Sunday, November 05, 2006

Sun 2006 Nov 5, NYC Marathon Chapter Two, 3:48:46, 50 deg

NYC Marathon Chapter Two, 3:48:46, pace 8:43. So the question is: Why could I run the Twin Cities Marathon twelve minutes faster five weeks ago than I could run NYC today? Here are some possibilities: (1) NYC is hillier and therefore tougher; (2) NYC is SO big that it's hard to get past people (true); (3) I ate a BIG egg sandwich at noon the day before the race, and a little too much food altogether that day; (4) Nobody was chasing me, meaning that I had no reason to push myself other than pride; (5) I had several different pains during the race (knee, quads, hammies); (6) It was too COOL for me(!?!); (7) Two marathons in five weeks is too much; (8) It just wasn't my day. Enough excuses? I'm leaning toward (8). None of the rest of them quite pass the smell test, though I suppose (7) is a possibility. Other people did just fine today; A & S made PR's! I did everything that I had planned, including gels, salt, and caffeine. Ran the whole way in shorts and a technical LS shirt.

The pains: (a) Right knee hurt a little early on, and again a few hours after the race. At the bottom of the kneecap, inside the joint, center front. It's been warning just a little, off and on, for a few months. Time to give it a bit of a rest? (b) Right hamstring felt like it was injured - pulled. Feeling was similar to the pain that preceded my hamstring pull in the 2004 TCM. But this time it didn't break. Time to give that a rest too? (c) Right quad muscle cramped up in the later miles, after the turn into Central Park. Slowed me only slightly, and it went away. This is something new, but certainly not serious. Good news is that the calves didn't hurt at all this time.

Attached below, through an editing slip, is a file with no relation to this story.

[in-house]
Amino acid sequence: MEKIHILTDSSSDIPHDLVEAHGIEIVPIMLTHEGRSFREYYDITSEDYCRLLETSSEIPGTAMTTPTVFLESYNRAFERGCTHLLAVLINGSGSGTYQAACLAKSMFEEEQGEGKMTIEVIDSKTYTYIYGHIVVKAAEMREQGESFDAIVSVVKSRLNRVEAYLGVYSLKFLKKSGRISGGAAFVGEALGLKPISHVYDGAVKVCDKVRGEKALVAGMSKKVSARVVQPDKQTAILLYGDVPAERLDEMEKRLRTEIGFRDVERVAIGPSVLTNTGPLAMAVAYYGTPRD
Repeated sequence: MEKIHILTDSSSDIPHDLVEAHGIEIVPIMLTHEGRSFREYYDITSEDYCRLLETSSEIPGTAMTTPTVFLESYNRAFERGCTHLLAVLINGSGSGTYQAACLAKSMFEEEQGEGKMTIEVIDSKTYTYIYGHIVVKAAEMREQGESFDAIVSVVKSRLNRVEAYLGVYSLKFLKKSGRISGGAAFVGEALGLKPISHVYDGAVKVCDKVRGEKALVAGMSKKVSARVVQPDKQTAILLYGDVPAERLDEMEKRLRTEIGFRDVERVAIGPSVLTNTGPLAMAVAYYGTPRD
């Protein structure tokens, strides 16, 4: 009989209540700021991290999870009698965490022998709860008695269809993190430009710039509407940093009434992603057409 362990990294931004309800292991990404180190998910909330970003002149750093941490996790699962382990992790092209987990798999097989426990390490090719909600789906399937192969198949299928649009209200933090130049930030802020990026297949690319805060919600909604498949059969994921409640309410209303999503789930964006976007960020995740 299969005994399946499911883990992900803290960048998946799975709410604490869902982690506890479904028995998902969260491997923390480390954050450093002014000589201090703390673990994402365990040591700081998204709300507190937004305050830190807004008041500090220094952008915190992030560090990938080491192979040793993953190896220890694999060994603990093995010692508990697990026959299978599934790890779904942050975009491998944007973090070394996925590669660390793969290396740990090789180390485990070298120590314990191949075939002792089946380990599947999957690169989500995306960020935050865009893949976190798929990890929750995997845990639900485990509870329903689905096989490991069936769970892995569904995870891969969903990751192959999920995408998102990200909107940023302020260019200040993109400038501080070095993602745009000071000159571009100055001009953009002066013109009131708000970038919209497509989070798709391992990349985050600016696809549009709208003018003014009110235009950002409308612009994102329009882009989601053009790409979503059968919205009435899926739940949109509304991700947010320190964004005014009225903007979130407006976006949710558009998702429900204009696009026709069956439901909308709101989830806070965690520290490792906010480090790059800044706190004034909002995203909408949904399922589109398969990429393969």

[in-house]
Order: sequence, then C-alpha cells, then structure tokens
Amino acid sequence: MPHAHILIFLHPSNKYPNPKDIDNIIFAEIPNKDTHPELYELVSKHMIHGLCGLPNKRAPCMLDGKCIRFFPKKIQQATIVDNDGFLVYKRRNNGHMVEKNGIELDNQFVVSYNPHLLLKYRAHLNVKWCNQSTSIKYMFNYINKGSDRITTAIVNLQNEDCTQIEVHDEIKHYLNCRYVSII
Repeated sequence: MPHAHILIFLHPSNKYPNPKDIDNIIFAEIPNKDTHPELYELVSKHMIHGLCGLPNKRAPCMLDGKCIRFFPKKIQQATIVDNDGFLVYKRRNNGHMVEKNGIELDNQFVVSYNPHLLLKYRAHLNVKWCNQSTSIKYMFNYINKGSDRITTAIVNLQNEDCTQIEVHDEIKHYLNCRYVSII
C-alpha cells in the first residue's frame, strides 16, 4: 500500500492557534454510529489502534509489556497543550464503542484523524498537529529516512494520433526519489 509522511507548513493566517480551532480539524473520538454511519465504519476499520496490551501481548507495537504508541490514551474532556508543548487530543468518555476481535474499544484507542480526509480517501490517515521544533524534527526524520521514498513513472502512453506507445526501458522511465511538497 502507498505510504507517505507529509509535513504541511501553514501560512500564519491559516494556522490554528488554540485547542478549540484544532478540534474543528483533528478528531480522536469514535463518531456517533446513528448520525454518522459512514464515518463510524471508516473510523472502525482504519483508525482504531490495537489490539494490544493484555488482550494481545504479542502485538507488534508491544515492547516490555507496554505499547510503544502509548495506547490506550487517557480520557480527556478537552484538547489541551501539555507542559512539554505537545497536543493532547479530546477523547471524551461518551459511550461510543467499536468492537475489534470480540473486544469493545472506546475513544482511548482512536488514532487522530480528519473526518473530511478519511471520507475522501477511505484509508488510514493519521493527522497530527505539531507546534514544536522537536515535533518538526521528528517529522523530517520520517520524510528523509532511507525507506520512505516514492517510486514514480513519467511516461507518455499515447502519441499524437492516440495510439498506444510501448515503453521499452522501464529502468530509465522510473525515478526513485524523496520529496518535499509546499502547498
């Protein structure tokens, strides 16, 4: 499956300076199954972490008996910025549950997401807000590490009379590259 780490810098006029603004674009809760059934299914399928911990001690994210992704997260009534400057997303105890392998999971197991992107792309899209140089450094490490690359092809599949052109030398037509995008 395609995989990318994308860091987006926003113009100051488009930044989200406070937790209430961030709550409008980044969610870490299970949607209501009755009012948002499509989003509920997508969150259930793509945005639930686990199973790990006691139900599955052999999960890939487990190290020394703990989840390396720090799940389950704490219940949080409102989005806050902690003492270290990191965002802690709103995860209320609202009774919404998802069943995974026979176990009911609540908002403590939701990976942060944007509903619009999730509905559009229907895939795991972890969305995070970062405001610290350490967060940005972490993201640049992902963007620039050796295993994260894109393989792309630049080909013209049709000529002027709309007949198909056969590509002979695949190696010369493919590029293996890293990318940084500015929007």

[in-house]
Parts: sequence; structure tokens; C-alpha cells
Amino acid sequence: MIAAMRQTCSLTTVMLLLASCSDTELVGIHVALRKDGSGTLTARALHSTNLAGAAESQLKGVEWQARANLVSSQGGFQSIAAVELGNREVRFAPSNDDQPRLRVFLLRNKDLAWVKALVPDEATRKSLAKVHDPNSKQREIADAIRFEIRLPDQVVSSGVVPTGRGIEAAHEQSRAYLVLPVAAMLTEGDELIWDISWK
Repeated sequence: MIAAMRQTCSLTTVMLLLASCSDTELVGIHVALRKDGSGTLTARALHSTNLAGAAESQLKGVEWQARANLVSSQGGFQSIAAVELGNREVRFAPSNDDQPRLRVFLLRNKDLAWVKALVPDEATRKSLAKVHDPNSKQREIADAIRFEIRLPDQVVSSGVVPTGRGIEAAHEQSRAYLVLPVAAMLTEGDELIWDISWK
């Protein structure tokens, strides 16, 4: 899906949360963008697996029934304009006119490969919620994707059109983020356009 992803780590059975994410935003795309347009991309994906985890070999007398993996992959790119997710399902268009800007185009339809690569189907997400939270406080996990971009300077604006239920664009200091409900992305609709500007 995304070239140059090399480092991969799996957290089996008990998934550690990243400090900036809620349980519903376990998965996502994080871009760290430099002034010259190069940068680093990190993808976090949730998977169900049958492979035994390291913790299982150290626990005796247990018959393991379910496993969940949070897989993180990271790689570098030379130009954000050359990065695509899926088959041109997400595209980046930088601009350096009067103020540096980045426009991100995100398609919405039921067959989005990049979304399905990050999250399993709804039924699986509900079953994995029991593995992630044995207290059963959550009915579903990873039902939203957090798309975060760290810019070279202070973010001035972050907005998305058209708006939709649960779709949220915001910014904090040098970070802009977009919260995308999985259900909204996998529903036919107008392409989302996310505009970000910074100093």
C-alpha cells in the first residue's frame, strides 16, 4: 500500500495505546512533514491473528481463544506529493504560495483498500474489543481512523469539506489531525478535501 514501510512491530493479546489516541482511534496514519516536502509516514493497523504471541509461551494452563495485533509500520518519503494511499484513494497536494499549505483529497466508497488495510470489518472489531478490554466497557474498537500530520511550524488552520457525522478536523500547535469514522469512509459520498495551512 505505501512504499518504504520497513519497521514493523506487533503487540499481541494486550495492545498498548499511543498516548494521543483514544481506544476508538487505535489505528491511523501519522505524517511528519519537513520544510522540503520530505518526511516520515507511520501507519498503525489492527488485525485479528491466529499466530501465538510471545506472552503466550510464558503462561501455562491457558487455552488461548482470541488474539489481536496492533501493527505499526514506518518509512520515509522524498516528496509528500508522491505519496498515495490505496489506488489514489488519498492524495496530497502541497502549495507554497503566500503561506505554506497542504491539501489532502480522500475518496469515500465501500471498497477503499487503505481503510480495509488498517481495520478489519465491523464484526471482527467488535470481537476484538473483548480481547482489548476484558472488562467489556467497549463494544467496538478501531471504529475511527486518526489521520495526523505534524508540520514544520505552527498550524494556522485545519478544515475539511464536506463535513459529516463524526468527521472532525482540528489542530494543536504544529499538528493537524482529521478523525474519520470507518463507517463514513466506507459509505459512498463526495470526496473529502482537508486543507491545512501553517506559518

But after all that complaining and analysis, it was still a beautiful day, I had a good time and a good run, and I'm happy. SO many people from other countries! What a truly international event. One runner invited me to the Berlin Marathon. For a while I ran with a Scot named John. He ran with the 3:40 team for a long way, but I passed him in Central Park. The hills really didn't seem as bad as I thought they would. They were much more dispersed than the TCM hills. Great marathon, great day. A masterpiece.

1 comment:

Dori said...

Congratulations on a great race. I'm astounded by your speed. You say you've only been running about 4 years--what did you do before that? Tell me you've been an athlete your whole life or I'm really going to be depressed.